Letting someone in takes time and we were not very good at it. We tried lying on our sides in a park in Brixton, in silence. Not a park as such, more a stretch of grass outside a housing estate, feeling the hum and rumble of the underground below us. I placed my palm on the earth and felt it twitch. The idea was there. We looked up at the sky but the brown brick got in the way, and then it began to rain. Only a little at first, but then a lot, and we couldn’t ignore it any longer and took refuge in a local café; the kind where locals sit outside and eyeball you not to come in. It wasn’t inviting, but it was warm, and that seemed to be all that mattered in the moment.

I think I much preferred you when I was 12. When we were children you took it upon yourself to learn magic tricks. You told me in Drama group that it was going to help you become famous, that your mother had bought you a kit from the back pages of the Argos catalogue. I had wondered at the time how, if it was so easy to buy magic at Argos, there weren’t more magicians we knew; our classmates and teachers. My parents had it drilled into me from a young age that magic does not exist and neither does God, so I told you not to be silly. Then, outside the Shalamar chicken shop at Easter half term you told me to pick and card and pulled the same one out from behind my ear and suddenly I believed in heaven and hell and all that’s in between. I asked if the card was lucky and you said: ‘No, Emily, I’ve been practising.’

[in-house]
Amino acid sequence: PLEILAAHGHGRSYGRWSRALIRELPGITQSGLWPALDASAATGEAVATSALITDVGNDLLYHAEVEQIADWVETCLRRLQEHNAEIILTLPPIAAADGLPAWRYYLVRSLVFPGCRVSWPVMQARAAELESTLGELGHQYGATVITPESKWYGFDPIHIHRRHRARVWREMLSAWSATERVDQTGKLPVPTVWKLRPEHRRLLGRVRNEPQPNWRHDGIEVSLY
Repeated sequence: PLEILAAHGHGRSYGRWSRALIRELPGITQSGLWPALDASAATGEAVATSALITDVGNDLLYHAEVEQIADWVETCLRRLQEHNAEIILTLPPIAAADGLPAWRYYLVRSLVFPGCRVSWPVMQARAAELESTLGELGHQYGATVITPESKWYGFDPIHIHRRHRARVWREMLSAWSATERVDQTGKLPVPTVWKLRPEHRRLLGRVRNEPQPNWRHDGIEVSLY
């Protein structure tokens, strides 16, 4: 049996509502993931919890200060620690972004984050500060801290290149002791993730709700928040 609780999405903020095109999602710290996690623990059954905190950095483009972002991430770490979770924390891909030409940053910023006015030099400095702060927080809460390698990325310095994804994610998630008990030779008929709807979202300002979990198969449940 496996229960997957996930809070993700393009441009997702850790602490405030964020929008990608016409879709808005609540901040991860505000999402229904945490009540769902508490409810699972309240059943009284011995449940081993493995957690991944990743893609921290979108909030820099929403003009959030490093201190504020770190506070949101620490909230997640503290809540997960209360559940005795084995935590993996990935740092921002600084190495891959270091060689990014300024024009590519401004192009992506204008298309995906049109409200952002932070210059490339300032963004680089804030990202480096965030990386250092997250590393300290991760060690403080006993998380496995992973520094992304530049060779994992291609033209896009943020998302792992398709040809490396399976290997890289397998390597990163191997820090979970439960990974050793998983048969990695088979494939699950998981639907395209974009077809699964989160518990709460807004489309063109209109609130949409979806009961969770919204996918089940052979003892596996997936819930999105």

A few months ago I found the magic kit in a suitcase behind the wardrobe that we share; sponge balls and metal cups and hoops with links in them. I left them out in hope, but you tidied them away; ‘God, where did you find these?’

Back in the café, whether you knew I was watching or not, you turned your empty cup upside down over a lump of grubby sugar and dragged it around in a snake on the table top. When you picked it up again, the sugar was still there, and you watched it for a little while, wondering why it hadn’t moved. I stole it from you, popped it into my mouth, crunched on it until the sweetness became too much and shook the nerves in my teeth. I looked up at you expecting to see your eyes. You were staring through me at the posters on the wall. Perhaps you had made me disappear.